Do you work from home? If so, you will need your computer and phone. You may need your printer or fax machine. Don’t forget to consider large appliances.

A refrigerator, stove, and air conditioning/heating units take much more energy.  

Consider medical devices that you may need during a power outage. Calculate these into your decision.

Natural Gas Vs. Diesel

The next choice you will need to make is how to power your home generator. Do you want your generator to power on natural gas or diesel? 

Remember, fuel efficiency is key

Diesel generators reduce costs of installation. This is because there are no wires or spark plugs needed. These units are the most expensive, though, ranging in cost from $3,000-$15,000.

Measure this against gas-powered which can cost over $25/day to run. But, natural gas units will only cost you $1,900-$5,000. 

Other options include solar, liquid propane, or gasoline. The most popular seem to natural gas or diesel. These types of units last longer. You won’t have to worry about storing fuel, either.

Stick to the Professionals (Trust Me!)

I recommend that you budget for professionals in your whole house generator cost. This is not a time where you want to experiment with a Youtube video to install your generator. 

When considering cost, factor in installation labor, plumbing, gas installers, and electrical costs. 

A home with smaller square footage could cost you as low as $500 for the generator unit itself. A larger home needing upwards of 20 kilowatts (kW) of power during a blackout could cost $6,000 for the unit alone. 

A natural gas generator installation can set you back up to $5,000. But you save on fuel and battery costs since they get power through a utility grid.

Electricians will need to wire everything. This will make sure your generator will run the right way.

These guys can cost up to $75-85/hour. Their goal is to install the transfer switch and subpanel. They will wire everything safely. 

Skimping on the professionals can be costly. Mistakes can also be deadly.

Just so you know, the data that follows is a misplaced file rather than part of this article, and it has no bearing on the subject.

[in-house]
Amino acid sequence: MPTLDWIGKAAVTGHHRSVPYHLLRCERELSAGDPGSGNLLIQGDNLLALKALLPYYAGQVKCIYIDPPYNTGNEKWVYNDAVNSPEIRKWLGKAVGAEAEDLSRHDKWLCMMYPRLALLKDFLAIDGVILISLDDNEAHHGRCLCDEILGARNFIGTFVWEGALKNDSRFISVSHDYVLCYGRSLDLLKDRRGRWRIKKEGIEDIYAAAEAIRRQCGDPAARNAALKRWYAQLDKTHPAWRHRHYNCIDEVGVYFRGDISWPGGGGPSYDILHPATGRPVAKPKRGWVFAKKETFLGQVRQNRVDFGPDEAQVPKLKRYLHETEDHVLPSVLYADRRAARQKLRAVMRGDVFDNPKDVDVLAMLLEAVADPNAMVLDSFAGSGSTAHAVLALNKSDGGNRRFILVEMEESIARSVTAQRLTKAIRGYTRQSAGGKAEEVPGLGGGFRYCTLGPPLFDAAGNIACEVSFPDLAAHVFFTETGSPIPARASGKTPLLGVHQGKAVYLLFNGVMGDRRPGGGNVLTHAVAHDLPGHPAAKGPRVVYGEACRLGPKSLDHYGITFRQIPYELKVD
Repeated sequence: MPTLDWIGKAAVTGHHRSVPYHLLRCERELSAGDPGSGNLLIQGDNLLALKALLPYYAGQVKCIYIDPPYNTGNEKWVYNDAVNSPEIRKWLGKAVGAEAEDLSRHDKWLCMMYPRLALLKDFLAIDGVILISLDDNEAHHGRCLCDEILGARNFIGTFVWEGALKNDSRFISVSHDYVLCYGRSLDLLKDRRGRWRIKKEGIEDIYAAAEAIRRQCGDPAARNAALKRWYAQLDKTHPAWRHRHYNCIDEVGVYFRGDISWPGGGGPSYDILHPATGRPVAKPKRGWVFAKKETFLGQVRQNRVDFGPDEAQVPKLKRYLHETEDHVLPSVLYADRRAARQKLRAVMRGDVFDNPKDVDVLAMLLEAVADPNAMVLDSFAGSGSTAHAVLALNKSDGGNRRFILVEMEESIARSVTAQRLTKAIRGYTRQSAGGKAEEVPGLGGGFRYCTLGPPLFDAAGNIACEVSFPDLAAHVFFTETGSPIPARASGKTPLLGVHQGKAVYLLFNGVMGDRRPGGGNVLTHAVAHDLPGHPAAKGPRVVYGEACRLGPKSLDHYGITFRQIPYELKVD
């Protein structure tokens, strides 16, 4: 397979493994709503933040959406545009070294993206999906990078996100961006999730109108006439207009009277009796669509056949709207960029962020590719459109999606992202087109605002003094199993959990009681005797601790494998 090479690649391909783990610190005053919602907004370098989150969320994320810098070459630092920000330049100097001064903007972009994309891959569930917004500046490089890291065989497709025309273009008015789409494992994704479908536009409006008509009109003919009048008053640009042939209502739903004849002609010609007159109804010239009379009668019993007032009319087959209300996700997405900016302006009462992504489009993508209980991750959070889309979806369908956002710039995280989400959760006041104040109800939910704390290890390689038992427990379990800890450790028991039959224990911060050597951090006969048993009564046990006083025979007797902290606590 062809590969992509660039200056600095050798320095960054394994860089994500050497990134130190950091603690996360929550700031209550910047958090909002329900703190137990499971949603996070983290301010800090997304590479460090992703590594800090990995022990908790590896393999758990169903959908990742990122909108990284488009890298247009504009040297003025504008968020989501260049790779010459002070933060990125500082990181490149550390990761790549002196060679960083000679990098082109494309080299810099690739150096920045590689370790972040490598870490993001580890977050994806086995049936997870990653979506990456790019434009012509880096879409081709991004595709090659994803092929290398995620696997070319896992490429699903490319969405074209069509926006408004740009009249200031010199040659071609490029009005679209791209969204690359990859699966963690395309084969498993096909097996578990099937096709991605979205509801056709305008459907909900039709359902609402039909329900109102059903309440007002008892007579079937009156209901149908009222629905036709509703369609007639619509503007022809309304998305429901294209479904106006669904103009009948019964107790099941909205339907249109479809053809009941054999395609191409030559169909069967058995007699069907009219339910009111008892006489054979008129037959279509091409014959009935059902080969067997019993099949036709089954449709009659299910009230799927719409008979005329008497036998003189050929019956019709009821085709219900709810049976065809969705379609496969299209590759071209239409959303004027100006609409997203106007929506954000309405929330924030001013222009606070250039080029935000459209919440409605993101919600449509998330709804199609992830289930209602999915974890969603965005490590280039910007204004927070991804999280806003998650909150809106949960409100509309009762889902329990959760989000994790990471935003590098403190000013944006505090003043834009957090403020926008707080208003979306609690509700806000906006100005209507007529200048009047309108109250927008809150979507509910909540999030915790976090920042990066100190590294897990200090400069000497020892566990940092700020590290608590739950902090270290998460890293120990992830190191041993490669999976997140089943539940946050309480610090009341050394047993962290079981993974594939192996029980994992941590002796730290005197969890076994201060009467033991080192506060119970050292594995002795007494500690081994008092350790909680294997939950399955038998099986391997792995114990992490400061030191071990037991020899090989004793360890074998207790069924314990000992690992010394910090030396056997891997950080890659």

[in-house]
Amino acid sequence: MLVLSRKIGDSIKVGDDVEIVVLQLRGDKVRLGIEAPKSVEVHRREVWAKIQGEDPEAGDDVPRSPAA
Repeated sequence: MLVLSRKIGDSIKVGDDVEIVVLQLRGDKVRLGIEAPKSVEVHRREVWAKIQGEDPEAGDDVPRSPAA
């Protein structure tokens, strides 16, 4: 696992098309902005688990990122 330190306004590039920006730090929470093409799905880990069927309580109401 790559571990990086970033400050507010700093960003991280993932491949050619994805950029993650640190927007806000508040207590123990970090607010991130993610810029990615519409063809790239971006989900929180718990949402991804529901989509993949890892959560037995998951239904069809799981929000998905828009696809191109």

Maintain Your Generator

Whatever type you choose, it’s essential to maintain your generator. like a vehicle, you need to make sure your oil is full and filters are clean.

Test your generator on a regular basis. Do this every three months. 

It’s worth it to invest in a cover for your generator. You can also opt for an enclosure. This will keep it safer and last longer. 

Don’t let it run dry. Always make sure it has enough gas and that it is ready to go. 

You should read up on your exact generator model. The user manual is your friend. The manufacturer may provide recommendations to follow. 

What Else?

Your budget is the most important. But there are other things to consider when choosing between backup generators.  

First, think of noise considerations. Generators can be loud. Some neighborhoods have noise ordinances that are strictly enforced. 

There is a big difference between an urban and a rural neighborhood. In a louder neighborhood with lots of activity, a noisy generation may blend in more. 

Your city may also enforce codes for building onto a property. Check to see if you need to secure a building permit during installation. 

While these aren’t cost considerations, they’re worth understanding. You are making a huge investment. Make sure to do it by the book so you won’t lose your hard-earned investment.

You just forked over a hefty sum for your new home generator. Here are some potential financial incentives. 

Adding a permanent generator may increase the value of your house. As a homeowner, you may get an insurance break on your homeowner’s insurance policy. 

Another reason to hire a professional: most insurance companies require this for the discount. 

The Main Takeaways

You don’t have to calculate your whole house generator cost with your sanity. 

  • It doesn’t matter where you live. Whether it’s winter or summer, a storm is coming.
  • There are backup home generators for every budget and need. 
  • There are costs for the unit itself and professionals to install. 
  • The more expensive units do that best job at keeping you functional for a longer period of time. 
  • Don’t do it yourself. 
  • Maintain it like you would your vehicle. 

Find more helpful tips to make your life run smoother and easier! 

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Budgeting for Backups: How Much Does a Whole House Generator Cost?